Recent tests found no evidence that the Cooper Lake Hydroelectric Project is presently releasing PCBs into Kenai Lake. However, they did detect PCBs inside the plant.
Managers are confident they can contain the contamination during a powerhouse upgrade planned this spring. However, PCBs already may have reached Kenai Lake.
Chugach Electric Association hired Environmental Management Inc. to test this winter for PCB contamination. EMI found PCBs in the grease used to lubricate the turbines. Until 1989, Chugach discharged grease and water that dripped from the turbines into Kenai Lake, said Burke Wick, power plant superintendent for Chugach Electric Association.
It remains unclear how much contaminated grease has reached the lake since the plant was commissioned in 1960. EMI was unable to sample the lake bottom this winter.
Tom Lovas, the utility's director of energy supply, said Chugach is planning how to sample sediments from the lake bottom and from the rock channel that carries water from the powerhouse to the lake. However, that probably cannot be done until the ice leaves the lake.
Wick said grease dripping from the turbines no longer goes in the lake. The drippings now drain to an oil-water separator installed in 1989. Chugach ships oily waste from the separator off-site for disposal. It discharges the treated water into Kenai Lake.
This winter, EMI detected PCBs in oily waste from the separator, but not in the treated water.
"In other words, the oil-water separator was doing its job," said Chugach spokesman Phil Steyer.
Even so, he said, Chugach will install a carbon filter to further purify the water.
PCBs became a question after Chugach asked the Federal Energy Regulatory Commission for permission to make a $6.1 million upgrade to the powerhouse. FERC approved the request in October but asked Chugach to work with Fish and Wildlife and the Alaska Department of Fish and Game on plans to keep pollution from spilling into Kenai Lake during construction.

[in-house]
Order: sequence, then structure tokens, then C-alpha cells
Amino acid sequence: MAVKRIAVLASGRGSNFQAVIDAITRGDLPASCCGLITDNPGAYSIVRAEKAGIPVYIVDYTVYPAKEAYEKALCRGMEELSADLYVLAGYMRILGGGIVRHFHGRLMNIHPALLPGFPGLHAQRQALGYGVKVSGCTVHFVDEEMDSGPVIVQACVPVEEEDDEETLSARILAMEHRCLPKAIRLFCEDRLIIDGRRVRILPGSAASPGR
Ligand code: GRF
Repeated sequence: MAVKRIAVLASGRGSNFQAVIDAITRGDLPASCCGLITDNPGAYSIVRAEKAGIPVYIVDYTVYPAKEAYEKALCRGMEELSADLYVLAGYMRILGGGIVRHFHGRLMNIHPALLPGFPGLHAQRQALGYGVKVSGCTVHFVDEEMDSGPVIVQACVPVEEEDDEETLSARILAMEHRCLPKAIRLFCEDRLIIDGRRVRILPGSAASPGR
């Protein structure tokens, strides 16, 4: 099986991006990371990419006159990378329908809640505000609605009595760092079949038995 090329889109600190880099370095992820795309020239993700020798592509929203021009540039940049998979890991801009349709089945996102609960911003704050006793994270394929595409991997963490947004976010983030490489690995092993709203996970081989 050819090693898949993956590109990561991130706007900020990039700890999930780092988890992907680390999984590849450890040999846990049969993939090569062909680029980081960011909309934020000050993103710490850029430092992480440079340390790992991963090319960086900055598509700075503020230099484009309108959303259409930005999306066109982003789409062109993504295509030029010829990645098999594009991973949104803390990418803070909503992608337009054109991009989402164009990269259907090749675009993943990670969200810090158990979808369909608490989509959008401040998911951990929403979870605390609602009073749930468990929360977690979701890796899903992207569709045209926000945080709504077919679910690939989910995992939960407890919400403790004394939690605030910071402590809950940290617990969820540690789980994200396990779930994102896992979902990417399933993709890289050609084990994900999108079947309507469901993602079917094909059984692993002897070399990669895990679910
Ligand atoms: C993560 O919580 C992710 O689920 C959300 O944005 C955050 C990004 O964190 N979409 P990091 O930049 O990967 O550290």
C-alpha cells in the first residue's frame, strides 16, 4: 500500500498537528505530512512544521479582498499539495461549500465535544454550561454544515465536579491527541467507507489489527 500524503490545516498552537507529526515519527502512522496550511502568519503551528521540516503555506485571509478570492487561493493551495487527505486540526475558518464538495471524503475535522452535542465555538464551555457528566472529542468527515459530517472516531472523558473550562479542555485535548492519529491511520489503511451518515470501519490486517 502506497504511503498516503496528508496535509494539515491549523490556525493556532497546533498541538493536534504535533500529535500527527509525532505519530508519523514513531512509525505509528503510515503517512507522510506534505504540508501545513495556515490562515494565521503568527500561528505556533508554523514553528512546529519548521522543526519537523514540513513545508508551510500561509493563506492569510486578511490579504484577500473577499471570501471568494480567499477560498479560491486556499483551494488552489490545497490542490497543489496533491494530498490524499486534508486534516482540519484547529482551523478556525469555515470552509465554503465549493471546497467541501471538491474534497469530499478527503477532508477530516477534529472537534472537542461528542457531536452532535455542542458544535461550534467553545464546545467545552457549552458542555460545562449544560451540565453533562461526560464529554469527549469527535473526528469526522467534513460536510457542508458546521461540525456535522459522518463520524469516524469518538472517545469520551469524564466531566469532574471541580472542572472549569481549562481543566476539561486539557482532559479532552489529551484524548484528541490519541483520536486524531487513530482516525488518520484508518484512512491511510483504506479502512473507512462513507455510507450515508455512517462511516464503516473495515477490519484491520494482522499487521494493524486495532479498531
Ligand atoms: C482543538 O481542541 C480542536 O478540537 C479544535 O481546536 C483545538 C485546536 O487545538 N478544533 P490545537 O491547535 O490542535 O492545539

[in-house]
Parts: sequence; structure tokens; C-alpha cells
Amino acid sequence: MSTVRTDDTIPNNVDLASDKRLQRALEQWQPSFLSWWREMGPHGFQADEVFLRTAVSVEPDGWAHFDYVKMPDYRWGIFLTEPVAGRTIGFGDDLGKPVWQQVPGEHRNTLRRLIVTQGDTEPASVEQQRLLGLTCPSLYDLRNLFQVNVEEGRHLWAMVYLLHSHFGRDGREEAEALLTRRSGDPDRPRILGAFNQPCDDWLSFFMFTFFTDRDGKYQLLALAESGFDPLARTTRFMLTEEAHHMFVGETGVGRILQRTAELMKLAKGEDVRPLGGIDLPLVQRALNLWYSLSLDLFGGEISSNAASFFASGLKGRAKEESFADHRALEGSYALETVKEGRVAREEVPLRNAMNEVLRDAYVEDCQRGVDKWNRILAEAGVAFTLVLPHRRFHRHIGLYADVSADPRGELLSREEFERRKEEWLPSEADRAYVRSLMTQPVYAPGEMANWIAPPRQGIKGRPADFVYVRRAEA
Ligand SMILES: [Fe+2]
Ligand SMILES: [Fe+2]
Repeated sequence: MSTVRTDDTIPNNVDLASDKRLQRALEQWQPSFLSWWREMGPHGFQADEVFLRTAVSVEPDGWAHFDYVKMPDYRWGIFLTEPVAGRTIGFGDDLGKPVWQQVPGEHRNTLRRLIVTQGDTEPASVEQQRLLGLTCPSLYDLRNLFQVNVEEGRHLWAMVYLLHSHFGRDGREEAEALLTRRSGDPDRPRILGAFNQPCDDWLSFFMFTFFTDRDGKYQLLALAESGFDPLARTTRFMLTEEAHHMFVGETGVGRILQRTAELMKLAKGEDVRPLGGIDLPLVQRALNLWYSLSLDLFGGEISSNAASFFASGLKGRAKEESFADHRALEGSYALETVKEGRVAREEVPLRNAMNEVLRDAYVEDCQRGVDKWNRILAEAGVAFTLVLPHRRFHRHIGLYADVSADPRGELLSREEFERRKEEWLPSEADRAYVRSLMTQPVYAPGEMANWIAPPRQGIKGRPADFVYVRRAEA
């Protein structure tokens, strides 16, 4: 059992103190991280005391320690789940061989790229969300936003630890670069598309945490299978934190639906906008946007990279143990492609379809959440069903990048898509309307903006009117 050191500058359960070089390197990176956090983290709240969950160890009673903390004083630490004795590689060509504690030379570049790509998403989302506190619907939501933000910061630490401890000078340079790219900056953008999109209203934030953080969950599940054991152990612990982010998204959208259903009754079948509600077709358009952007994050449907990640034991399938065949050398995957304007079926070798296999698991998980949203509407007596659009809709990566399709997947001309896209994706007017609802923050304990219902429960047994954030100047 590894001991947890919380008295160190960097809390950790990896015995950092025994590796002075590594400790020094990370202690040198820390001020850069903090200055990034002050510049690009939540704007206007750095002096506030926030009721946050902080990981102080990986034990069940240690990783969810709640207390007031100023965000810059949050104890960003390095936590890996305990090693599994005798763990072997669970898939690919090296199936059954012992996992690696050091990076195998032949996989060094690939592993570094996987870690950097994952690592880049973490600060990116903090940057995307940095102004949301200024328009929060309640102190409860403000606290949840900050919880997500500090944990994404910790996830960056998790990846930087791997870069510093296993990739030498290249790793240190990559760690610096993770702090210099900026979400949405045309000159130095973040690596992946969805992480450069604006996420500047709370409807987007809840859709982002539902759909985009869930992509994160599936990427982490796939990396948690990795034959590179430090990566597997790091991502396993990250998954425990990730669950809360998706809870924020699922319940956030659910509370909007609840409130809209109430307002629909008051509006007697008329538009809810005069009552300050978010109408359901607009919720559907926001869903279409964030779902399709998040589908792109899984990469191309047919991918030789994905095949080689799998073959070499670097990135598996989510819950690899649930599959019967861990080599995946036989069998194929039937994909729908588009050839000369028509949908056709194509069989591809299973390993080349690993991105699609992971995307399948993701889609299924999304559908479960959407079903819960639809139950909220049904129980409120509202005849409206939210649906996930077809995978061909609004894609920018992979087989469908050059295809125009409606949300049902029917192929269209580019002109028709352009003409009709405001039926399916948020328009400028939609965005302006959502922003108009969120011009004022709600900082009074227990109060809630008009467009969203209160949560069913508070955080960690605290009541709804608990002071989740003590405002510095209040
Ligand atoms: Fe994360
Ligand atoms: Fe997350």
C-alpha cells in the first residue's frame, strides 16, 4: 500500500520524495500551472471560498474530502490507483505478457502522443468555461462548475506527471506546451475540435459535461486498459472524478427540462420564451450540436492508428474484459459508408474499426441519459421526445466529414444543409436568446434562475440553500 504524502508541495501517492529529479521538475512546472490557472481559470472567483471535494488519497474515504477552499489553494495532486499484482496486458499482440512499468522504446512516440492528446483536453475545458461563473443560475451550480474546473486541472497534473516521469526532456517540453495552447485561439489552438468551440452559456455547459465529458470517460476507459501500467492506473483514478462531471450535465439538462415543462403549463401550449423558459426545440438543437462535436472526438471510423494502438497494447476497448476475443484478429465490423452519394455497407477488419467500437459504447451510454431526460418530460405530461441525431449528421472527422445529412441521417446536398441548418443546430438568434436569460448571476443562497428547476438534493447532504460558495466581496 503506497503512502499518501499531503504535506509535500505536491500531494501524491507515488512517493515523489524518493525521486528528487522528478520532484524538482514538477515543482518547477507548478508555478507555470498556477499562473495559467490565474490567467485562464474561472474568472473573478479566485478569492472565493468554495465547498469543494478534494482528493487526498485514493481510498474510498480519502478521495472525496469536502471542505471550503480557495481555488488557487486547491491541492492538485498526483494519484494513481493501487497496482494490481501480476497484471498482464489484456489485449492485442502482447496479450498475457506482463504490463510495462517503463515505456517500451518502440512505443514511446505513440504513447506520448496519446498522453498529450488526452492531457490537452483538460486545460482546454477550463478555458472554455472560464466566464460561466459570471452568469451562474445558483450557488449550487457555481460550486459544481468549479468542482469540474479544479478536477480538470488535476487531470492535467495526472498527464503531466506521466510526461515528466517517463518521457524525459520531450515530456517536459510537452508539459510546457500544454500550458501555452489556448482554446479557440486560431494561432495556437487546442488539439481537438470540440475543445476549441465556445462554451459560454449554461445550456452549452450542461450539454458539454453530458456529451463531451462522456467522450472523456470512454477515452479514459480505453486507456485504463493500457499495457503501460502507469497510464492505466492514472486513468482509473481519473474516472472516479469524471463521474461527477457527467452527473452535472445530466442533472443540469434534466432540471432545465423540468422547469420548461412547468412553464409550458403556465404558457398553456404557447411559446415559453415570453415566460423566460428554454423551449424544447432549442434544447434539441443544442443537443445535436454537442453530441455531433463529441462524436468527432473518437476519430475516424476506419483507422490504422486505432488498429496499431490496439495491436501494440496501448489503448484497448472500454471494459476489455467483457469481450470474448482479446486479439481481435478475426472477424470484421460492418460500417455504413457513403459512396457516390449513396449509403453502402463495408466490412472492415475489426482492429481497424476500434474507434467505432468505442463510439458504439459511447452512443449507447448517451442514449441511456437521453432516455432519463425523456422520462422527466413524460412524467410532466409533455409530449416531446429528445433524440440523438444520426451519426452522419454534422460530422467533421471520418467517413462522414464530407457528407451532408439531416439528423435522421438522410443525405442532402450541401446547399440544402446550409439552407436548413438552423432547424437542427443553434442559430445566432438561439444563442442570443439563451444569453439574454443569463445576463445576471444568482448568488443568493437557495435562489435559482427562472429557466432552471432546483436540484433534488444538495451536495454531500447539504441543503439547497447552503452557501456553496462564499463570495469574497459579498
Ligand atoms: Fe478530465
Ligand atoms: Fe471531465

After the meetings, Ann Rappoport, field supervisor for the Anchorage ecological services office of Fish and Wildlife, wrote FERC that tests years ago detected PCBs in waste oil from the separator. Chugach did not know where the PCBs came from, she wrote, but it said three capacitors at the plant contain PCBs. She said it is important to determine the source, so that construction does not release PCBs to the environment.
She questioned whether rain and snowmelt Chugach discharges from the containment dike around an outdoor transformer are contaminated with PCBs.
But Steyer said oil in the outdoor transformer contains less than 1 part per million PCBs, and EMI was unable to detect PCBs in the diked area around the transformer.
Gary Liepitz, a habitat biologist with Fish and Game, questioned whether there are PCBs in gravel Chugach dredged in 1989 and 1996 from the rock channel that carries water from the powerhouse to the lake.
Chugach placed the dredge spoils on the powerhouse road and parking lot.
FERC declined requests by both Fish and Wildlife and Fish and Game to reconsider its approval of the upgrade, but agreed that Chugach should address the potential release of PCBs before construction begins this spring.
On Thursday, Chugach released its revised plans for containing contamination during the powerhouse upgrade.
"As a result of the revised plan, and a recent inventory of all possible sources of PCBs located at the site, Chugach is confident that no PCBs will be released into the environment as a result of the powerhouse modifications ..." Chugach said Thursday in a letter to FERC.
The revised plan says Chugach will drain the water from the powerhouse before work begins to avoid releasing contaminants to the lake.
Chugach will hire an experienced contractor to clean contaminated grease from the turbines and remove the three PCB capacitors. Wick said Chugach plans to remove the plumbing that supplied grease for the turbines and install greaseless bearings.
Liepitz said he is pleased that Chugach is cleaning up, but that does not address the possibility of past discharges. Chugach should test the old dredge spoils for PCBs, since they are potential sources of contaminated runoff, he said.
It should test gravel in the channel between the powerhouse and the lake, he said, since it likely will dredge there again, and that could release any remaining contamination.
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